Barry Gealt’s The Cave

Barry Gealt (American, b. 1941)
The Cave, 1994
Oil on canvas
62” x 40”
Collection of Anthony J. Moravec
Columbus, Indiana

“There are no footholds, no people.”

Barry Gealt’s massive landscape paintings are now hanging in the Special Exhibitions Gallery on the first floor of the Indiana University Art Museum and as curator Linda Baden put it, “you don’t have to know anything to feel it.”  Each piece, though derived from an actual physical space, requires no prior knowledge of the scenes that Gealt depicts of Mother Nature.  What’s more important in Gealt’s work is what the viewer feels when they stop to look and what they take away with them.

As I was walking through the gallery I stopped and felt sucked into one particular piece. Gealt’s “The Cave” has you peering over into a dark abyss, which draws you inward as if you are just about to fall in.  The exterior of the cave with its thick layers of paint continuing past the border of the canvas, colorfully and vibrantly contrasts the immense darkness of the abyss below. Many of Gealt’s works play with this paradoxical viewpoint of nature, showing that beauty and beast can reside in the same space. The vigorous and heavy layers of brushstrokes and paint violently cover the canvas but are balanced by the fine and intuitive oil crayon marks.

To put it in Gealt’s own words: “When you look at one of my paintings, you see a perfect world.  But inside that world you may also see upheaval, solitude, a sense of daring and the unknown.  There are no footholds, no people.  It’s just nature and my thoughts pushed out into nature.  Making a perfect world doesn’t mean it’s all happy.”


Meet the Artist: Barry Gealt

Indiana Vista, 2001
Oil on canvas
36” x 36”
Collection of Ann and Rusty Harrison

These paintings are exquisite. Barry Gealt’s technique is delicate and beautifully abstract. Last Saturday I attended a Meet the Artist event with Mr. Gealt, where I learned a ton about painting and art.

“Some people only need a few colors, and I say ‘Great! No competition!’ because what they make will be dull.”

Coming from a man with over 60 jars of paint powders, Barry believes in color and variety. This is obvious in his paintings, where you can find pinks and whites and blues and purples all mixed in a scene to depict a landscape. He layers the painting, so many of them have what appears to be almost an inch thick of paint. The layers provide a strong sense of depth of field for the landscapes.

These layers add up. His bigger paintings hold about $2000 worth of paint!

Mr. Gealt does not paint outdoors, while looking at the scene. He paints a scene he knows well by memory. It’s a full place, not a piece of scene, he says. He likes to paint perceptually.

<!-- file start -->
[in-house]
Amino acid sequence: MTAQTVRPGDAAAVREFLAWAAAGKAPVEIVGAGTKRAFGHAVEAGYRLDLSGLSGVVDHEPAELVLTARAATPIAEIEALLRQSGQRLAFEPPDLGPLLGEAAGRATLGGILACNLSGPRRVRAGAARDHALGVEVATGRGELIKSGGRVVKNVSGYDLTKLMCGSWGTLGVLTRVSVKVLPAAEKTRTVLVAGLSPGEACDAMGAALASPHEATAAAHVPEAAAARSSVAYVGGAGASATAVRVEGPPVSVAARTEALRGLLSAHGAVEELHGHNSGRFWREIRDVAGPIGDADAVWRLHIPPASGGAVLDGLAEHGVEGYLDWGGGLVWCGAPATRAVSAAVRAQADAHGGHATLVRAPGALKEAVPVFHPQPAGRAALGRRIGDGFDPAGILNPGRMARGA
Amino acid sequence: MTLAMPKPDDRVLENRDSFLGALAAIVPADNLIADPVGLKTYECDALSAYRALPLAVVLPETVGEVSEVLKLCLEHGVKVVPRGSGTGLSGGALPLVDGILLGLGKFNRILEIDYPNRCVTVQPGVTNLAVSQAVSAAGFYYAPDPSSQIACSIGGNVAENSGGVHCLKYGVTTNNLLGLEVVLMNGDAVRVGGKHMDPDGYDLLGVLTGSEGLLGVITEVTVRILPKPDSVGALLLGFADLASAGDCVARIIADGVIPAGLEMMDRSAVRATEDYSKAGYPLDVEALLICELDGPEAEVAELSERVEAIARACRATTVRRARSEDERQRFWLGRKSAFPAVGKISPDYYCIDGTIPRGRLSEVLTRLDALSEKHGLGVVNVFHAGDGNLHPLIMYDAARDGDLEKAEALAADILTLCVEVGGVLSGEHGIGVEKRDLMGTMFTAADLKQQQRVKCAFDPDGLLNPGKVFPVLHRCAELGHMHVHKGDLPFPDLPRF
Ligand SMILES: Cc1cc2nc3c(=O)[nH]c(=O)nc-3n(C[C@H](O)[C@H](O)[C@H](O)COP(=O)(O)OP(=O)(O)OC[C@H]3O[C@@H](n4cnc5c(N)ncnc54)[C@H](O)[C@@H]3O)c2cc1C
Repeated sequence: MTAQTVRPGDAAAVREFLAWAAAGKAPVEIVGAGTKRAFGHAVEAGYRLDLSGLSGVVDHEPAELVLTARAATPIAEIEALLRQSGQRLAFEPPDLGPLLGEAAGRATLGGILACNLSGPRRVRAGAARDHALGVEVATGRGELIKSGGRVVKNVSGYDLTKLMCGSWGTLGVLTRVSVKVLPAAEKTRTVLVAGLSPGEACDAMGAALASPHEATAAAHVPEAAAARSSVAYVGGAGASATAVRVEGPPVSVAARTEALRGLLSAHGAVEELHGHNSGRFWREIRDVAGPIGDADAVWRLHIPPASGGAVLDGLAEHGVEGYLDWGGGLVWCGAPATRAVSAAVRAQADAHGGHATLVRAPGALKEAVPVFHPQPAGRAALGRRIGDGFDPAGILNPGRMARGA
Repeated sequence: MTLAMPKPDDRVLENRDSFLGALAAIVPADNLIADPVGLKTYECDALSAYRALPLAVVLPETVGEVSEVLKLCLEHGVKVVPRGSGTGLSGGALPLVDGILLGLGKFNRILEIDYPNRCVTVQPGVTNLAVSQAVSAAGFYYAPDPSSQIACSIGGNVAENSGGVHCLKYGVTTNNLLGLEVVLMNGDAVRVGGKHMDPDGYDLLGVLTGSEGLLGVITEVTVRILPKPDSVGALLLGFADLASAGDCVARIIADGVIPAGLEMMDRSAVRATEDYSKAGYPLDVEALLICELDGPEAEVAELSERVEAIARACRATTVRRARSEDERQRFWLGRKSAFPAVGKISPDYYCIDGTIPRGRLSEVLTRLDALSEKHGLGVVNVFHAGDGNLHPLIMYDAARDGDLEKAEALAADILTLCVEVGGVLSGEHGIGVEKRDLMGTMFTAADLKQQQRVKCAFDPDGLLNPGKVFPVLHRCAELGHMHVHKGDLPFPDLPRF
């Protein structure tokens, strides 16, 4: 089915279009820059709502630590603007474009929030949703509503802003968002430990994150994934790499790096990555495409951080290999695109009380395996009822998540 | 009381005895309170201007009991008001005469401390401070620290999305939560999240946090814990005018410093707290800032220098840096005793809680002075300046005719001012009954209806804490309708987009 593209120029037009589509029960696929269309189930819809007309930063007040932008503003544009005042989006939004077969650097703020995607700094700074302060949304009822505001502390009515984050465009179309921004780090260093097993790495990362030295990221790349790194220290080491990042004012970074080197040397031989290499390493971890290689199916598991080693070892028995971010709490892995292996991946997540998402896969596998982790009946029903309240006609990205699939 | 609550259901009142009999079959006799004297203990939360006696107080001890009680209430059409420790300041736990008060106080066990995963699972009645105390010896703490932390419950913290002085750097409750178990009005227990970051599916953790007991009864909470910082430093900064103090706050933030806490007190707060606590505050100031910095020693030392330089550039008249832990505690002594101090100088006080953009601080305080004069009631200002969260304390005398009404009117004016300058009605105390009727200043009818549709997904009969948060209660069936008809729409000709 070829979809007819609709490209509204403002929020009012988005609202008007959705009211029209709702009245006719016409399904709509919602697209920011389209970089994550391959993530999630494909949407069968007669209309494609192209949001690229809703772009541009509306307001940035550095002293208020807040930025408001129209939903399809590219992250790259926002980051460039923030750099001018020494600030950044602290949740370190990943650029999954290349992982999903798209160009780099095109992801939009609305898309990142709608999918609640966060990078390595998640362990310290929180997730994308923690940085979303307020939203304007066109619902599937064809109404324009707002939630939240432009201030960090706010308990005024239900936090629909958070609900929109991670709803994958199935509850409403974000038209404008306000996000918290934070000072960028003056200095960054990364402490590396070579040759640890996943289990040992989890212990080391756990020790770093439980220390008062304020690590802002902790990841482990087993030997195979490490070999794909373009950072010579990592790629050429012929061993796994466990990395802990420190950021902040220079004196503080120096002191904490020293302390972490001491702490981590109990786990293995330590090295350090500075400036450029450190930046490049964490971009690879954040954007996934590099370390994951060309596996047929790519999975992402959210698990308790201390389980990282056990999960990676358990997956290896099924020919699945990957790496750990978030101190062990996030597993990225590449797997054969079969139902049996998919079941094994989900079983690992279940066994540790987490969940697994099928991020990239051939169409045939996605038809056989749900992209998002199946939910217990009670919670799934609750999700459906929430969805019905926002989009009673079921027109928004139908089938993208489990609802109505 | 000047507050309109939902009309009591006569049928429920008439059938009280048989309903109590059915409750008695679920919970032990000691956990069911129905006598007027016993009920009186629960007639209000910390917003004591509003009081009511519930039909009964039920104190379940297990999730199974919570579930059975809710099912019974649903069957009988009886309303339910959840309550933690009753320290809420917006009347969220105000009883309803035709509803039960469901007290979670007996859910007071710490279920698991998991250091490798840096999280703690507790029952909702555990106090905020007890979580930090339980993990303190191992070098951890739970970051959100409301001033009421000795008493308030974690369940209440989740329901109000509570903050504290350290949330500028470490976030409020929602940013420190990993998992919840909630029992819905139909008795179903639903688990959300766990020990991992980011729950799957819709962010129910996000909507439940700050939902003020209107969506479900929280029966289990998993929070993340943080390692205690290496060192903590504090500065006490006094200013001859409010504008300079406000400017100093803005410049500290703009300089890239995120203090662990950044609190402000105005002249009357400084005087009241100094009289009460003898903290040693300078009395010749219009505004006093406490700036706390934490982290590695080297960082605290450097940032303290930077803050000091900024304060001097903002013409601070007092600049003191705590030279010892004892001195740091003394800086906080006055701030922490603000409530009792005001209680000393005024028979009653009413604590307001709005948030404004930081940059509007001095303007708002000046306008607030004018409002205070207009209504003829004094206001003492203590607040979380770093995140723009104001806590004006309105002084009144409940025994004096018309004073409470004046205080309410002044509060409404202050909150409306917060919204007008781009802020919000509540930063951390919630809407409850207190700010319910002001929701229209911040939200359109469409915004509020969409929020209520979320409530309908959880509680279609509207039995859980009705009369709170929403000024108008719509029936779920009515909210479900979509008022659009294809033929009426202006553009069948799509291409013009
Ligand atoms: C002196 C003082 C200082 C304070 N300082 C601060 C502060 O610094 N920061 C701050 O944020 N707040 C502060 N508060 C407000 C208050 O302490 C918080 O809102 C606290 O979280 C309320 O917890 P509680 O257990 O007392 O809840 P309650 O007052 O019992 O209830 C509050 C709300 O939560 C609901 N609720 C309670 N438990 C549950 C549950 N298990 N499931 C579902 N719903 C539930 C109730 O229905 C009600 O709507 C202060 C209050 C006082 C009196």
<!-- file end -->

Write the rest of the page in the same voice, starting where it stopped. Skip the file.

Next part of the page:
“The tools you use help the way you work, or hinder”

My favorite part about the event was his discussion of materials. In addition to all the different colors of paint, he uses several different kinds of brushes, like bulls hair brushes, bristle brushes, fresco brushes, and acrylic brushes and each provides a different effect.

He also uses baker’s palate knives, which he claims are sturdier and more durable than painter’s knives. These tools help create the perfect textures and grooves in his paintings that make you feel as though you are a part of the scene.

As an intern this summer, I saw a few of Barry’s paintings during preparation for his show. From first glance I was very excited to see the rest of the paintings. He is extremely talented and his painting style is incredible. Make sure to take a look at his work in the Special Exhibitions Gallery on the first floor of the art museum, on display until December 23rd.


Coffeehouse Nights Are A Big Success!

Hurdy-Gurdy Music in the Art of the Western World Gallery

Thursday, September 27th, concluded the IU Art Museum’s annual Coffeehouse Nights series. Over the past three weeks, the museum featured each of its three permanent collection galleries—the Arts of Asia and the Ancient Western World;  Raymond and Laura Wielgus Gallery of the Arts of Africa, the South Pacific, and the Americas; and the Art of the Western World. At each Coffeehouse Night  featured musical performances that related to an individual gallery.The musicians this year included Salaam, Dr.Djo Bi, and Tomas Lozana.

Out in the main lobby, the crowd came rushing in for the free coffee and desserts courtesy of Angles Café (located on the second floor of the museum) and Bloomingfoods!

After the caffeine and sugar worked its way through everyone’s stomachs, people eagerly made their way into the Gallery of Western Art with a pencil, a clipboard, and a gallery scavenger hunt in hand.

The traditional “hurdy-gurdy” music, performed by Tomas Lozana, flowed throughout the entire gallery creating an artistic atmosphere that was not only visual but musical as well.